10 found
Sort by:
See also:
Profile: Sarah Wright (University of Georgia)
Profile: Sarah Wright (Birkbeck College)
  1. Sarah Wright (2013). A Neo‐Stoic Approach to Epistemic Agency. Philosophical Issues 23 (1):262-275.
    What is the best model of epistemic agency for virtue epistemology? Insofar as the intellectual and moral virtues are similar, it is desirable to develop models of agency that are similar across the two realms. Unlike Aristotle, the Stoics present a model of the virtues on which the moral and intellectual virtues are unified. The Stoics’ materialism and determinism also help to explain how we can be responsible for our beliefs even when we cannot believe otherwise. In this paper I (...)
    Direct download (5 more)  
     
    My bibliography  
     
    Export citation  
  2. Sarah Wright (2012). How Boots Befooled the King: Wisdom, Truth, and the Stoics. [REVIEW] Acta Analytica 27 (2):113-126.
    Abstract Can the wise person be fooled? The Stoics take a very strong view on this question, holding that the wise person (or sage) is never deceived and never believes anything that is false. This seems to be an implausibly strong claim, but it follows directly from some basic tenets of the Stoic cognitive and psychological world-view. In developing an account of what wisdom really requires, I will explore the tenets of the Stoic view that lead to this infallibilism about (...)
    Direct download (6 more)  
     
    My bibliography  
     
    Export citation  
  3. Sarah Wright (2011). Hume on Testimony: A Virtue-Theoretic Defense. History of Philosophy Quarterly 28 (3):247.
    No categories
     
    My bibliography  
     
    Export citation  
  4. Sarah Wright (2011). Invasive Species and the Loss of Beta Diversity. Ethics and the Environment 16 (1):75-98.
    As I travel the highways of Georgia, I am regularly appalled by the ubiquitous presence of kudzu. It covers trees, telephone poles, open swathes of land, and old houses, making many locations indistinguishable from one another; all I can see from the road is a wave of green covering any formerly distinctive markings. Thinking back to the intentional introduction of kudzu to the American southeast, I recognize that those individuals who encouraged the planting of kudzu made a serious mistake.1 Their (...)
    Direct download (4 more)  
     
    My bibliography  
     
    Export citation  
  5. Sarah Wright (2011). Knowledge and Social Roles: A Virtue Approach. Episteme 8 (1):99-111.
    Attributor contextualism and subject-sensitive invariantism both suggest ways in which our concept of knowledge depends on a context. Both offer approaches that incorporate traditionally non-epistemic elements into our standards for knowledge. But neither can account for the fact that the social role of a subject affects the standards that the subject must meet in order to warrant a knowledge attribution. I illustrate the dependence of the standards for knowledge on the social roles of the knower with three types of examplesand (...)
    Direct download (5 more)  
     
    My bibliography  
     
    Export citation  
  6. Sarah Wright (2010). Internalist Virtues and Knowledge. Acta Analytica 25 (2):119-132.
    What role can intellectual virtues play in an account of knowledge when we interpret those virtues internalistically, i.e., as depending only on internal states of the cognizer? Though it has been argued that internalist virtues are ill suited to play any role in an account of knowledge, I will show that, on the contrary, internalist virtues can play an important role in recent accounts of knowledge developed to utilize externalist virtues. The virtue account of knowledge developed by Linda Zagzebski is (...)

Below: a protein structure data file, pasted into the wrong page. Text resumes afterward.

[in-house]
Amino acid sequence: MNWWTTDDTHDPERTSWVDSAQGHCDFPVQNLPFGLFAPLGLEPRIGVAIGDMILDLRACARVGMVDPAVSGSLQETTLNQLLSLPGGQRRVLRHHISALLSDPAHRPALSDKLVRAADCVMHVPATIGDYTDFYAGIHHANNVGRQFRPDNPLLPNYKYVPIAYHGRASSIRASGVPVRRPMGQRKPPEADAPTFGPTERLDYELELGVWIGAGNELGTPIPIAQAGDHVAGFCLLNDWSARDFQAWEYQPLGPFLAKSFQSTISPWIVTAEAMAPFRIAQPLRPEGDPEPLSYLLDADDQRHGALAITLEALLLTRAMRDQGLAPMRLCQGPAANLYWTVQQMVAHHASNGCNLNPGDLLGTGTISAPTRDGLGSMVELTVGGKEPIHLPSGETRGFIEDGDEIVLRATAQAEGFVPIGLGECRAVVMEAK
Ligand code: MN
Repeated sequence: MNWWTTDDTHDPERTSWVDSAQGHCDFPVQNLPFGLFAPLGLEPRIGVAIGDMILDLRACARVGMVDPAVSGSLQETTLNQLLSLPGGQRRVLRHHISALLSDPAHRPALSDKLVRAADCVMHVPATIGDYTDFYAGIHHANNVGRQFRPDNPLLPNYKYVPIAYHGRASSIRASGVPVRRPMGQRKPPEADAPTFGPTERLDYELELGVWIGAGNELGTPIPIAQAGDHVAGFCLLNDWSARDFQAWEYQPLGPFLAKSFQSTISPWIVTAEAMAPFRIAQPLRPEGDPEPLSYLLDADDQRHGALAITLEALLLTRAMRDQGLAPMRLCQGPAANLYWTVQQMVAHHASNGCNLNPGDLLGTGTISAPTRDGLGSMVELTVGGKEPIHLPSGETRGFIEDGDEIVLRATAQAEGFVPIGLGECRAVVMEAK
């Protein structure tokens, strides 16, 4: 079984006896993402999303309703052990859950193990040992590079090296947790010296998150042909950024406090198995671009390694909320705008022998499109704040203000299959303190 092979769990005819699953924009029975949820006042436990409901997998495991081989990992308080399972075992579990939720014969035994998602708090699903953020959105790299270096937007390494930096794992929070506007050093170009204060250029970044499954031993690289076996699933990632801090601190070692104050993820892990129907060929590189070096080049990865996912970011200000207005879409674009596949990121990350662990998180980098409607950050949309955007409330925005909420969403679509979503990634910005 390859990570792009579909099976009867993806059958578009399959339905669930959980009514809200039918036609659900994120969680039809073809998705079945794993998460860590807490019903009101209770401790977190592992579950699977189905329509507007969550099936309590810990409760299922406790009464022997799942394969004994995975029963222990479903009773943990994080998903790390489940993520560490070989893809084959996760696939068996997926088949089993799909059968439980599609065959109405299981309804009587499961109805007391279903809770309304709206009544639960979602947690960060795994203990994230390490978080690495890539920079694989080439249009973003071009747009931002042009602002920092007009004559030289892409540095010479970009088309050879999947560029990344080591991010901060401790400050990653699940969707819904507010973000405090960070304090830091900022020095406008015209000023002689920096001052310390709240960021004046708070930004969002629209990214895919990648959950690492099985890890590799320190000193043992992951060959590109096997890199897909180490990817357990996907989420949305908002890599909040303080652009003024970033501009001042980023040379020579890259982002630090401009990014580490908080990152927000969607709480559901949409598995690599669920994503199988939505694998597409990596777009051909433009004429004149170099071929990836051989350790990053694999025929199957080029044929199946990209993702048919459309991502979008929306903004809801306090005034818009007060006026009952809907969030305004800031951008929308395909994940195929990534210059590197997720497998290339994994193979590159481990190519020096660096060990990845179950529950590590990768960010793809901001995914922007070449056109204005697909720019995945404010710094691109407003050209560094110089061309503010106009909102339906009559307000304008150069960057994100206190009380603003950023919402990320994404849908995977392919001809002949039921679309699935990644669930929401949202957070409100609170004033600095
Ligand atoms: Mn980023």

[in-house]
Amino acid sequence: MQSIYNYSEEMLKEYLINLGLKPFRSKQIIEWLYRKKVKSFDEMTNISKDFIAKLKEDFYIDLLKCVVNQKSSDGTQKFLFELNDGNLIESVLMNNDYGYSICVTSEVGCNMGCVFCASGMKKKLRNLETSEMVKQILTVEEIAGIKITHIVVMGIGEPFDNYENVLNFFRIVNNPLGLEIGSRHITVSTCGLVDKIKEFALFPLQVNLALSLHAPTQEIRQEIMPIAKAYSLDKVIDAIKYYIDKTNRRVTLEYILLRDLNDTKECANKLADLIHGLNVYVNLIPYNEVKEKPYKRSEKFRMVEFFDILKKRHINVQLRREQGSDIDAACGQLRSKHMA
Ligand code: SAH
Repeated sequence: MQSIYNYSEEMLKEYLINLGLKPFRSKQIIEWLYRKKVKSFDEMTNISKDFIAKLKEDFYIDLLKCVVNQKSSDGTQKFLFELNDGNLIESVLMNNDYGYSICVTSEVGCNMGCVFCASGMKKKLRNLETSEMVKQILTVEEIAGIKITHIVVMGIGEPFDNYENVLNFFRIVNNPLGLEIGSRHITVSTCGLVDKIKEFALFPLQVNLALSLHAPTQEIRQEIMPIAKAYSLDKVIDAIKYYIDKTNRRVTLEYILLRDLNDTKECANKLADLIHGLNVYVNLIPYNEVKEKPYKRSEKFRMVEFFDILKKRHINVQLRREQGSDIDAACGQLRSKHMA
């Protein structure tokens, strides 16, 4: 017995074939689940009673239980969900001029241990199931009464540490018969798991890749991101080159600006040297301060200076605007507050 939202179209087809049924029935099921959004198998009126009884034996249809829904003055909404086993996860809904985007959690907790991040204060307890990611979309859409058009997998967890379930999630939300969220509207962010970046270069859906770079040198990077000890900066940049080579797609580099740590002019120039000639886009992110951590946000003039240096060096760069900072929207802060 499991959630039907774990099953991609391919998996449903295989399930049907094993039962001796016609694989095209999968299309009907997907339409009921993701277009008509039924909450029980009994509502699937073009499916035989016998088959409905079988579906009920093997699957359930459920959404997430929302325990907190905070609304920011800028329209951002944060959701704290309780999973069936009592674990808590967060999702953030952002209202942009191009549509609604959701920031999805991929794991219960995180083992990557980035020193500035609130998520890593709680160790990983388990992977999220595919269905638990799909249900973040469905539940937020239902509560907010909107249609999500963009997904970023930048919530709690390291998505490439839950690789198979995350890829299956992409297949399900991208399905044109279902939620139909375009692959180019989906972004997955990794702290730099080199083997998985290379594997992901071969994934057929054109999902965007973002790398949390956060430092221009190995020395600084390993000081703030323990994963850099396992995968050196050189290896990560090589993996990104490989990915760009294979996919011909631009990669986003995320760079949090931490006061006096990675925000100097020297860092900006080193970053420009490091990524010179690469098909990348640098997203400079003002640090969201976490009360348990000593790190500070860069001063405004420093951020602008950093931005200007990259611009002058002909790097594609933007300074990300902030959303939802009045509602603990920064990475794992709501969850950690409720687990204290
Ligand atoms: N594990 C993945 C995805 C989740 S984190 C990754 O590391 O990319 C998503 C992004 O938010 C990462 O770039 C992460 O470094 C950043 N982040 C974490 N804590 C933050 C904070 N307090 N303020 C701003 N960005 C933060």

Direct download (6 more)  
     
    My bibliography  
     
    Export citation  
  7. Sarah Wright (2010). Virtues, Social Roles, and Contextualism. Metaphilosophy 41 (1):95-114.
    Abstract: Contextualism in epistemology has been proposed both as a way to avoid skepticism and as an explanation for the variability found in our use of "knows." When we turn to contextualism to perform these two functions, we should ensure that the version we endorse is well suited for these tasks. I compare two versions of epistemic contextualism: attributor contextualism (from Keith DeRose) and methodological contextualism (from Michael Williams). I argue that methodological contextualism is superior both in its response to (...)
    Direct download (6 more)  
     
    My bibliography  
     
    Export citation  
  8. Sarah Wright (2009). The Proper Structure of the Intellectual Virtues. Southern Journal of Philosophy 47 (1):91-112.
    If we adopt a virtue approach to epistemology, what form should the intellectual virtues take? In this paper, I argue that the proper structure of the intellectual virtues should be one that follows the tradition of internalism in epistemology. I begin by giving a general characterization of virtue epistemology and then define internalism within that framework. Arguing for internalism, I first consider the thought experiment of the new evil demon and show how externalist accounts of intellectual virtue, though constructed to (...)
    No categories
    Direct download (6 more)  
     
    My bibliography  
     
    Export citation  
  9. David Schmidtz & Sarah Wright (2008). What Nozick Did for Decision Theory. In , Person, Polis, Planet: Essays in Applied Philosophy. Oxford University Press. 282-294.
    Direct download (5 more)  
     
    My bibliography  
     
    Export citation  
  10. David Schmidtz & Sarah Wright (2004). What Nozick Did for Decision Theory. Midwest Studies in Philosophy 28 (1):282–294.